TALES FROM THE DONUT SHOP BY JULES A. STAATS
Copyright 2014, Jules A. Staats; Library of Congress, USA. All rights reserved. This material may not be published, broadcast, rewritten or redistributed. This work may be previewed only.
Road Rage; Armed and Dangerous:
Still in the wrong place at the right time
Jay was just driving home. The sun had dropped below the mountains, over two hours ago. There was not a hint of light, this late in November. He was driving his Chevy pickup truck home after working an eight hour shift and four hours of overtime.
He now worked for the Santa Clara County Sheriff's Department as an “Extra Deputy Sheriff.” The job was paid by the hour as needed to assist the regular deputies in transportation of prisoners. He had been sworn in as a Law Enforcement officer and was issued full gear including a S&W 357 Magnum revolver.
As the pickup made its way down the portion of California highway 101 known as "Blood Alley" he longed for the days with more daylight. He hated to get home after dark and hee felt that he was missing a part of his life, when he got home at such late hours. He reflected, oh well, it helps to pay some of the extra bills. Working extra hours had become necessary, and he found that he was working overtime often.
To save a few minutes, Jay did not change in and out of uniform at the Sheriff's Department, at the downtown Jail. By not going through the clothes changing routine, he saved maybe, twenty to thirty minutes a day. All this helped, when being home is so precious. While driving to and from work he wore a jacket or cover shirt to cover his badge and uniform patches.
Only ten minutes more, and he would be home in Morgan Hill. The thirty minute commute from San Jose was routine. Still, he always was glad when the trip was over and he was back with his family.
Jay was going about sixty miles per hour. He was driving ten miles over the speed limit, but others were passing him on the left of the two lane divided highway. He wondered for a moment, what the drivers would do if his truck was a patrol car, instead. Oh well, let them speed as he was off duty and really could not care less. Passing drivers never knew they were going by a uniformed Deputy Sheriff as a light windbreaker once again completely concealed his Sheriff's uniform.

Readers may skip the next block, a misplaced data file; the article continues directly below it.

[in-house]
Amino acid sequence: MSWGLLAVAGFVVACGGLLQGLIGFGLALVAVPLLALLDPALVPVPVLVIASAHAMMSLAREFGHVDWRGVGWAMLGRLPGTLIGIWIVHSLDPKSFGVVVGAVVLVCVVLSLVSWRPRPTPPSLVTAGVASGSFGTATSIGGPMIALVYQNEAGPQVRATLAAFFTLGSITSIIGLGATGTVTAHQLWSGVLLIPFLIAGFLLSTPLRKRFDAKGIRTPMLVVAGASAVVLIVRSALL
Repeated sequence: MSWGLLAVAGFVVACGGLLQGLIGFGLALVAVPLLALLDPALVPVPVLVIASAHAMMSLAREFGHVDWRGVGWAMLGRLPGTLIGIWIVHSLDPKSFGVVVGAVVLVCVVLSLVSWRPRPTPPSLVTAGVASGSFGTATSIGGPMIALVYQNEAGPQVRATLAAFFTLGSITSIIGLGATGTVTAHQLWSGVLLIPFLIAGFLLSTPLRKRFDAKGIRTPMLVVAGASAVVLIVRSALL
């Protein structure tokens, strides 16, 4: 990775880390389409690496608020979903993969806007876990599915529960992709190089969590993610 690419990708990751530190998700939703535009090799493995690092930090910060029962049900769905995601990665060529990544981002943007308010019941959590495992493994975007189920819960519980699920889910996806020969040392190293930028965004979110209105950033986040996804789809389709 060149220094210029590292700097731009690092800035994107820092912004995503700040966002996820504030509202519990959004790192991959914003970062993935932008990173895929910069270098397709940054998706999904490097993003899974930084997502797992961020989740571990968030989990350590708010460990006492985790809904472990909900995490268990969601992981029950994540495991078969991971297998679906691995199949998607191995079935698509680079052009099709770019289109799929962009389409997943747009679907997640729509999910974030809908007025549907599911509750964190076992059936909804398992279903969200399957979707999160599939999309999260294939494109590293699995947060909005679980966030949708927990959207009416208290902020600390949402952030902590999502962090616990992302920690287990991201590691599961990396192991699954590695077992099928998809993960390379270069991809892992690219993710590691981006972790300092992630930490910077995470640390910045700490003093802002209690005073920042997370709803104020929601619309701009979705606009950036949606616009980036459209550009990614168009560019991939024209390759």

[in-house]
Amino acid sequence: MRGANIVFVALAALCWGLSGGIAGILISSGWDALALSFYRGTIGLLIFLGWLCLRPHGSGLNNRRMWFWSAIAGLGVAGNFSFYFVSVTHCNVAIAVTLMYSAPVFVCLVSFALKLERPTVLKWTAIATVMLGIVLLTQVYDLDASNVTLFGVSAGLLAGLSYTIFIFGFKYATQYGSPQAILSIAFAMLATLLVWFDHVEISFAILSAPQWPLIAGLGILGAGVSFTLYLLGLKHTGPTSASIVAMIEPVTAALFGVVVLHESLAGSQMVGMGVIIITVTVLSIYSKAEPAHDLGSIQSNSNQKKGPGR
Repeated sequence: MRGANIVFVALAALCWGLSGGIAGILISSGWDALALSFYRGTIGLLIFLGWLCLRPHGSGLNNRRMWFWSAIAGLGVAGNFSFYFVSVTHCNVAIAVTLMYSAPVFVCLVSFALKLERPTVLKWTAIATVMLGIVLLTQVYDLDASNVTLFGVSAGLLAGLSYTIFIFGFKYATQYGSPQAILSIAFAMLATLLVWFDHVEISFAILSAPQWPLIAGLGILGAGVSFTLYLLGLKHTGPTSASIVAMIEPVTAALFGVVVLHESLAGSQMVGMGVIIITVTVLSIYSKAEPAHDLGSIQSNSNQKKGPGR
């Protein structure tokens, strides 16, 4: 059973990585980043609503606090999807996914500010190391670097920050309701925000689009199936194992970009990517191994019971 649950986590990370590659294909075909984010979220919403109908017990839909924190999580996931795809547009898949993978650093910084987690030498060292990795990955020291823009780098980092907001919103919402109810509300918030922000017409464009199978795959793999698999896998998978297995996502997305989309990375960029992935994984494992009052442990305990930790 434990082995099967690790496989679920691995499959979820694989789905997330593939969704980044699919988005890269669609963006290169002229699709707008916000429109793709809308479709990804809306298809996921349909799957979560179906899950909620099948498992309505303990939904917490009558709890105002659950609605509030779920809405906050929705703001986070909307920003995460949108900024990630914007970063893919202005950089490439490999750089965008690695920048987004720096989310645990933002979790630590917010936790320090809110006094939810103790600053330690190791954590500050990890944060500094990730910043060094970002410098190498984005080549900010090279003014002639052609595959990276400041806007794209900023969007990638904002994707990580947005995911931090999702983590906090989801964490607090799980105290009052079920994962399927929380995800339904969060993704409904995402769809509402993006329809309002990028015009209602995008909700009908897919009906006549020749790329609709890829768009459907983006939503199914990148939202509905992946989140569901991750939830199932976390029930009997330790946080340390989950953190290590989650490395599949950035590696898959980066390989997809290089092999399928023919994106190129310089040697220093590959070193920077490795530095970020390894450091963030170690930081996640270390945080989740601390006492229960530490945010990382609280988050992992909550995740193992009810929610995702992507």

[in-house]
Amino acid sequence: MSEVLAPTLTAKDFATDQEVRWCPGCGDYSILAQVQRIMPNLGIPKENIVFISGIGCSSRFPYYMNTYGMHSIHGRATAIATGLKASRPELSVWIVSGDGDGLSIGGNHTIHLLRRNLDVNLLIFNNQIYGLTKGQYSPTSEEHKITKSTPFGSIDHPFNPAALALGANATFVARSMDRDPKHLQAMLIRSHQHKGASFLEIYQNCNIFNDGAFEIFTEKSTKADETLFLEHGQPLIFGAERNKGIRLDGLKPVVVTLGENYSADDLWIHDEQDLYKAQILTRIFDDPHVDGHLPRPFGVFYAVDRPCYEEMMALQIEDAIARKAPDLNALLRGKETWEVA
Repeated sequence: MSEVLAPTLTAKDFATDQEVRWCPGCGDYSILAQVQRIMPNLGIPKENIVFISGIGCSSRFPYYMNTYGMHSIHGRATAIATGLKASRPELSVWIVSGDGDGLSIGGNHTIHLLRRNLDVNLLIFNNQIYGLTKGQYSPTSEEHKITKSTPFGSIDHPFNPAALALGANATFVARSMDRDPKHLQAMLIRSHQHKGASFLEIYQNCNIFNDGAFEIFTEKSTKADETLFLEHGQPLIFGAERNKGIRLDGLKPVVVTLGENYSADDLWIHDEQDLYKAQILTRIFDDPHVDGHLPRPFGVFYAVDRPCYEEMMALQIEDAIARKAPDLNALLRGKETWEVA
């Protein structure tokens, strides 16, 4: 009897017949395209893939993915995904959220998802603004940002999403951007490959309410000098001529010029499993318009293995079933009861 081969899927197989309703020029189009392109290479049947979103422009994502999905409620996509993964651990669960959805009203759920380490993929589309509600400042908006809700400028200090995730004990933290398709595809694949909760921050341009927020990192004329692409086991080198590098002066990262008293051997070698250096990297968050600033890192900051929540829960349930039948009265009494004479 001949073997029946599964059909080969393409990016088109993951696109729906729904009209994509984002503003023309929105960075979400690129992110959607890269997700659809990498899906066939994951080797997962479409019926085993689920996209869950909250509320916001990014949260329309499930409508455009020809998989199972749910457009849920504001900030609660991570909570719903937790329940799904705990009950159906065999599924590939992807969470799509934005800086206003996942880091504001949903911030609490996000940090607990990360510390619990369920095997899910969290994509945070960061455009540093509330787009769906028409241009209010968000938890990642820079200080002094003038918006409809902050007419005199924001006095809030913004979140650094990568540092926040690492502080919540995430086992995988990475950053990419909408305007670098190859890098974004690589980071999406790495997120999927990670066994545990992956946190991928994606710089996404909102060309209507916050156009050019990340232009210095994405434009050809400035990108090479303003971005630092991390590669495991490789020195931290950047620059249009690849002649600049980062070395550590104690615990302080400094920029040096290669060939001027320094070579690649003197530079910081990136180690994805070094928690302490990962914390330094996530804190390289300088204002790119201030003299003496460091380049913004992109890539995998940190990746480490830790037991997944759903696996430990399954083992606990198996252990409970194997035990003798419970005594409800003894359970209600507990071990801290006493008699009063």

Another car passed him on his left. Suddenly, the car, a maroon mid-sized Mercury cut right and turned sharply against his left front fender. He stabbed the brakes sharply and watched the right rear fender of the other car almost touch his truck.
The other driver then hit his brakes, too. He was trying to force him off the road. Jay hit the brakes even harder. As the tires complained of almost skidding on the pavement, he expertly moved over to the three foot wide right shoulder. He was very aware of the six foot drainage ditch just past the paved shoulder. He maneuvered to within an inch or so of the ditch. He was not about to go off the road.
The driver of the maroon Mercury was in front of him, now, and was apparently was through with his vehicle assault toward the off-duty deputy sheriff. The other driver continued back to the left passing lane, going around another slower yellow Toyota, ahead.
Much to Jay's surprise, the Mercury swerved right into the yellow car, almost colliding. The driver panicked, and swerved to the right. The car tipped into the ditch ending up almost on its side. The maroon car continued, forcing two more cars over, in order. One got stopped in the shoulder. The second car also ended up in the drainage ditch.
Jay was concerned and understandably angry at the actions of this road rage driver toward innocent people. This man had no respect for life and property. He was actually committing an assault with a deadly weapon—his vehicle--forcing cars off the road. There was no doubt that if this continued he was going to hurt someone, maybe worse. Still, there was not much he could do. He had no radio, and his private pickup truck was definitely not equipped to pull over vehicle code violators.
He had another idea. Jay reached down below the dash, flipping on the off-road lights, he used when he drove his four wheel drive truck off the main highways at night. The brilliant two 100 watt aircraft landing lights came on, instantly. The lights were almost blue white, as they lit up the back of the offending car.
As Jay dazzled the driver with his lights, he noticed that he was just coming into the Morgan Hill city limits which was about, twenty miles south of San Jose. There was a parking lot for a 24 hour diner on the right.